Ethereum co-founder Vitalik Buterin proposed a way to anonymize NFT transactions using smart contracts.
In this week’s edition, we review Ethereum co-founder Vitalik Buterin’s proposal to own non-fungible tokens (NFTs) privately. He checks out how a CryptoPunk will be broken up into thousands of pieces so smaller investors can access it, and how NFT game Axie Infinity plans to expand its presence in South Korea despite regulatory hurdles. In other news, he learns how NFT storage works from two NFT experts. Lastly, he sees how one Redditor turned criticism of the NFT space into NFTs.
Vitalik Buterin, co-founder of Ethereum, has proposed what he calls a “low-tech approach” to adding privacy to NFT transactions. According to Buterin, smart contract wallets can add a method that allows senders to hide their addresses from third parties.
In a tweet, Buterin wrote that, for example, an NFT can be sent to an address like vitalik.eth without anyone except the new owner being able to see where the NFT was sent. However, with this method, senders need to have enough Ether (ETH) to pay between five and 50 times the transaction fees.
A CryptoPunk will split into thousands of pieces
With NFTs getting more and more expensive, fractionalization is becoming a solution that allows small investors to have a piece of the most popular NFT collections, such as CryptoPunks. Through a new campaign, one Punk’s ownership will be on 56,000 wallet addresses who signed up to get a piece.
This effort offers NFT users the ability to participate in a collection of NFTs that were previously out of reach, but are now more affordable thanks to bundling. The campaign is facilitated by the Unique Network, an NFT infrastructure built on top of Kusama and Polkadot.
Axie Infinity wants to expand its presence in South Korea
Jeffrey Zirlin, co-founder of Sky Mavis – the company behind the NFT game Axie Infinity – spoke with Cointelegraph at Korea Blockchain Week. He said that despite the regulatory hurdles in South Korea, the team is still studying the region and how it can adapt the game to attract its players there.
Zirlin said his team wants to “expand its presence” in the region. He said that since South Koreans don’t speak much English, there are barriers for local players to get interested in the game. Therefore, the co-founder of Sky Mavis said that the company wants to locate it.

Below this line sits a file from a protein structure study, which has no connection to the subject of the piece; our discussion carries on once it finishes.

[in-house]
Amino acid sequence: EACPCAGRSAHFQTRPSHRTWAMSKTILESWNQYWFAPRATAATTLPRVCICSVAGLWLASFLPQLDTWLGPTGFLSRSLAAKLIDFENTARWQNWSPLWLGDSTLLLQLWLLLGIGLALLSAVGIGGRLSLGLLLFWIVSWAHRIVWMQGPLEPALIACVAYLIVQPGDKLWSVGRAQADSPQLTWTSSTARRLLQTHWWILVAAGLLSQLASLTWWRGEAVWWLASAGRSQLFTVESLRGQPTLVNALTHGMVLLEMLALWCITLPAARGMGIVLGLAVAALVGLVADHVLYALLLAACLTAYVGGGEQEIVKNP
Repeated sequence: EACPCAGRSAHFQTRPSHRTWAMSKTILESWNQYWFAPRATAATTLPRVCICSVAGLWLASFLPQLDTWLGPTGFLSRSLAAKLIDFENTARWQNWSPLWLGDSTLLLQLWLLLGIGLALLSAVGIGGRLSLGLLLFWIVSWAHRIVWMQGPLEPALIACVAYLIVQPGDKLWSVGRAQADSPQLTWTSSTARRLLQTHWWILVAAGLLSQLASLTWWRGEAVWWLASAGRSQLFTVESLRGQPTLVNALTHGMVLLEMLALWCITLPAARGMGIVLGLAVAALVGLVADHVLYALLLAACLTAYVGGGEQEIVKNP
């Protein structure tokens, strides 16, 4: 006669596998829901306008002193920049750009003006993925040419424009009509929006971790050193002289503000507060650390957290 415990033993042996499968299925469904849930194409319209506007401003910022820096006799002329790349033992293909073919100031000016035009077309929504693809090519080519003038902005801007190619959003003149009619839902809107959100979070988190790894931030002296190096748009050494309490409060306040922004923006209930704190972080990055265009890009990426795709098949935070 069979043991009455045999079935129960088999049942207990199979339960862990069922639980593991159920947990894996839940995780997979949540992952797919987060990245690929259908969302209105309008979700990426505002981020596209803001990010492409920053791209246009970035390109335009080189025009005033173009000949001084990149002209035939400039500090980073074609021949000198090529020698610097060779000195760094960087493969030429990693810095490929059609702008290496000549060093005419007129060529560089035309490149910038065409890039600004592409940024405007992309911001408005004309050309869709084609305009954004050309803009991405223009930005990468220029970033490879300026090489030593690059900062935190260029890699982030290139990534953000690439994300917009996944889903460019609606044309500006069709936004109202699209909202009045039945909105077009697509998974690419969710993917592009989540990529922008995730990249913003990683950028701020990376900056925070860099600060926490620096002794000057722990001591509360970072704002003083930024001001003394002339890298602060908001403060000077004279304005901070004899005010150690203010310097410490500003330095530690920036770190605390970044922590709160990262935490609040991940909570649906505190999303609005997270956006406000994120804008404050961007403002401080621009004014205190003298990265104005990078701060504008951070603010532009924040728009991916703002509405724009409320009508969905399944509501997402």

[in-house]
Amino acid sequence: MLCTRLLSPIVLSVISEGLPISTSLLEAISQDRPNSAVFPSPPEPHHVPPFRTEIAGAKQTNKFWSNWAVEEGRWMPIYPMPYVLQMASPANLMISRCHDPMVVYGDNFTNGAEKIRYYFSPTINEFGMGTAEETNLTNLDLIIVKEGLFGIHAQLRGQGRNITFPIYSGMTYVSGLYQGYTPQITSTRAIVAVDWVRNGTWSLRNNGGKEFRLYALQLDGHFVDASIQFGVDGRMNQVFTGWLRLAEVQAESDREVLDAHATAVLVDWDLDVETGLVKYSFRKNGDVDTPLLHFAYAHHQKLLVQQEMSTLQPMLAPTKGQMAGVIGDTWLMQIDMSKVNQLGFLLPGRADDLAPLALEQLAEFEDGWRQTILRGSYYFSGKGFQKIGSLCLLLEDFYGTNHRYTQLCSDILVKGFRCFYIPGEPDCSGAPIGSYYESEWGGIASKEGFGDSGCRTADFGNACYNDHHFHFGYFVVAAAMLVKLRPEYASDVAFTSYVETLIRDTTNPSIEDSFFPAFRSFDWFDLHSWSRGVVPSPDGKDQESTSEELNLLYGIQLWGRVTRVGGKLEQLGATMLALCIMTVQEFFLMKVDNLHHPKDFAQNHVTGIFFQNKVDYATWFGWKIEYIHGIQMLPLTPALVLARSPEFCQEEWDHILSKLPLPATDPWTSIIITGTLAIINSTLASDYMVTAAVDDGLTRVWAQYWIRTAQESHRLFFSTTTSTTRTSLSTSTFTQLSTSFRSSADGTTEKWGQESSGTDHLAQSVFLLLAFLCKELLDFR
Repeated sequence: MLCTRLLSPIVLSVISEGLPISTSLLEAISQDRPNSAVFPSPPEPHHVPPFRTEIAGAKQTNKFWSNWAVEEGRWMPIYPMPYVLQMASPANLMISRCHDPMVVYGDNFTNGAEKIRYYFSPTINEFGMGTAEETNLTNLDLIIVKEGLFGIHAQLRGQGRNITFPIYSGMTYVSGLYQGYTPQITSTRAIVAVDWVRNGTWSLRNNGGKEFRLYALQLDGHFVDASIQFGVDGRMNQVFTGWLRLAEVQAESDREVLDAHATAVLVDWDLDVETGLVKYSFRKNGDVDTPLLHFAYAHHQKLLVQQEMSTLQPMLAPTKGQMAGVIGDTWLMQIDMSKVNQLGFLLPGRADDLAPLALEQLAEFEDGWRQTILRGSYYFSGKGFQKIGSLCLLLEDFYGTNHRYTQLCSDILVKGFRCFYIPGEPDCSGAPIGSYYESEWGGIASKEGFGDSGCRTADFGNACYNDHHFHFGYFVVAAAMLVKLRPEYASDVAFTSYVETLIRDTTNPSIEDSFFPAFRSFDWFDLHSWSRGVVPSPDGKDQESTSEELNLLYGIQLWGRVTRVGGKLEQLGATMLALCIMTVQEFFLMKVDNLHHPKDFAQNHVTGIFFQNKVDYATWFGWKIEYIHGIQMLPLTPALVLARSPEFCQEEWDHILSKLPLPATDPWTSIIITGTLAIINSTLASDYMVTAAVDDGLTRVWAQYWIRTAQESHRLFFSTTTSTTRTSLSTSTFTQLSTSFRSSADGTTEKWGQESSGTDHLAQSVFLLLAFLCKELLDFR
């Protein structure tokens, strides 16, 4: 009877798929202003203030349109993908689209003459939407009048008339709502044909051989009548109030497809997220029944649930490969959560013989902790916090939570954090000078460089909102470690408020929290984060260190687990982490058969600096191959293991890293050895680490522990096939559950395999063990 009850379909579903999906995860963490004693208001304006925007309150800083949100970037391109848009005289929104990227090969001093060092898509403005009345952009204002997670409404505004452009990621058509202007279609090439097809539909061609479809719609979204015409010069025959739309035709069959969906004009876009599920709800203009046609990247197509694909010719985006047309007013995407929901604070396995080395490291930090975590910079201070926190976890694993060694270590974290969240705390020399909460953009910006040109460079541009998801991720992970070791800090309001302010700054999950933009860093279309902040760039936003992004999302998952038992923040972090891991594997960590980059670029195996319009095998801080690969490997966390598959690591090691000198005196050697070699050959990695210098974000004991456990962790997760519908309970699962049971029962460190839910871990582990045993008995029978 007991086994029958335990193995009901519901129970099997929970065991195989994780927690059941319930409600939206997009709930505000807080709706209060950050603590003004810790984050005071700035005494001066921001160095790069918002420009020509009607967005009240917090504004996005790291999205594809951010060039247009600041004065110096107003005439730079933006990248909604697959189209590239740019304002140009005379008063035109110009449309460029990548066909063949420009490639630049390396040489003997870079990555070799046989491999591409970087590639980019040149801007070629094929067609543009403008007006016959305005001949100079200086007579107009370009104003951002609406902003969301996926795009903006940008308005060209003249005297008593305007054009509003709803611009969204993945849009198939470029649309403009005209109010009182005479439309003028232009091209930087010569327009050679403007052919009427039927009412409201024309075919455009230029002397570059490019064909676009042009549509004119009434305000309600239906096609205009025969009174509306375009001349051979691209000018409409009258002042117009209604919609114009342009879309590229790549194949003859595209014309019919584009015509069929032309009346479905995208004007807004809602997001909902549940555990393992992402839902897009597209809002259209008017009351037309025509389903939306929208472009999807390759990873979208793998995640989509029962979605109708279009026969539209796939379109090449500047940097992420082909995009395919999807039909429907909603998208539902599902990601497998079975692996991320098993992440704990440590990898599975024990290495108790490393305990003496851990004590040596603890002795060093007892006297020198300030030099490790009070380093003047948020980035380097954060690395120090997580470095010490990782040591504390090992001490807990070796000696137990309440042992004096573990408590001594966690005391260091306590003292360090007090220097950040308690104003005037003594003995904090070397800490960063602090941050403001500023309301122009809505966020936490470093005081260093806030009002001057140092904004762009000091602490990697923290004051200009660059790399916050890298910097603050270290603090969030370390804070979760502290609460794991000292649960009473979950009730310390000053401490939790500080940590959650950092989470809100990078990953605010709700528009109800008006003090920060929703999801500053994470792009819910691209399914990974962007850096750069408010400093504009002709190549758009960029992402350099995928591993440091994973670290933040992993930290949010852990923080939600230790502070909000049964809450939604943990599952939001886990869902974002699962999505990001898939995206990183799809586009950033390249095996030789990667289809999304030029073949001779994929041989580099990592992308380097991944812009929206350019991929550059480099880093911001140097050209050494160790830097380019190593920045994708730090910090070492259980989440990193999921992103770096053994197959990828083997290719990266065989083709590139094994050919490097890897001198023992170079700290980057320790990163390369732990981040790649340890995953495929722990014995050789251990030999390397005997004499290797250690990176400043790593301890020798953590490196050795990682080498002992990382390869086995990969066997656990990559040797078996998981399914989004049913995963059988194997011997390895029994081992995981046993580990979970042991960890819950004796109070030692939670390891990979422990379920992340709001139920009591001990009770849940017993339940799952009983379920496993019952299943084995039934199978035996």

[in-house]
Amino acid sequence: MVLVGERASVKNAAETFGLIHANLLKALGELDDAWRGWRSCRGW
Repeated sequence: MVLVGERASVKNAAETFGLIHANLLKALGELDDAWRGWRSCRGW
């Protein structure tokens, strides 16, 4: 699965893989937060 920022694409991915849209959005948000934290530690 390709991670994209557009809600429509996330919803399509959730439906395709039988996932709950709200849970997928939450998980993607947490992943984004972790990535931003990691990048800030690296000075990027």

Non-fungible tokens do not reside on the blockchain, experts say
In a Cointelegraph interview, NFT experts Jonathan Victor and Alex Salnikov discussed the misconceptions surrounding NFT storage. According to both, NFTs are not stored on the blockchain, but on other decentralized storage platforms, such as the Interplanetary File System (IPFS) and Filecoin.
Salnikov explained that since NFTs are a relatively new concept, there are a lot of people who don’t know how NFT storage works. Clarifying the issue, Salnikov said that the NFTs that are in a user’s wallet only point to the file that it represents. The actual file, called the NFT metadata, is stored elsewhere, according to NFT marketplace CEO Rarible.
A redditor turns criticism of NFTs into NFTs
On a mission to poke fun at NFT critics, a Reddit user who goes by the name “busterrulezzz” introduced his collection of NFTs on the r/cryptocurrency subreddit to entertain community members while critics gloat amidst the bear market.
In a collection called “Worthless JPEGs!”, the Redditor collected quotes from the internet along with lines from prominent critics, including Warren Buffet, Peter Schiff, and Dan Olson, turning their anti-NFT stances into NFTs.
Thanks for reading this roundup of the week’s highlights in the NFT industry. See you next Wednesday for more news and views on this ever-evolving space.
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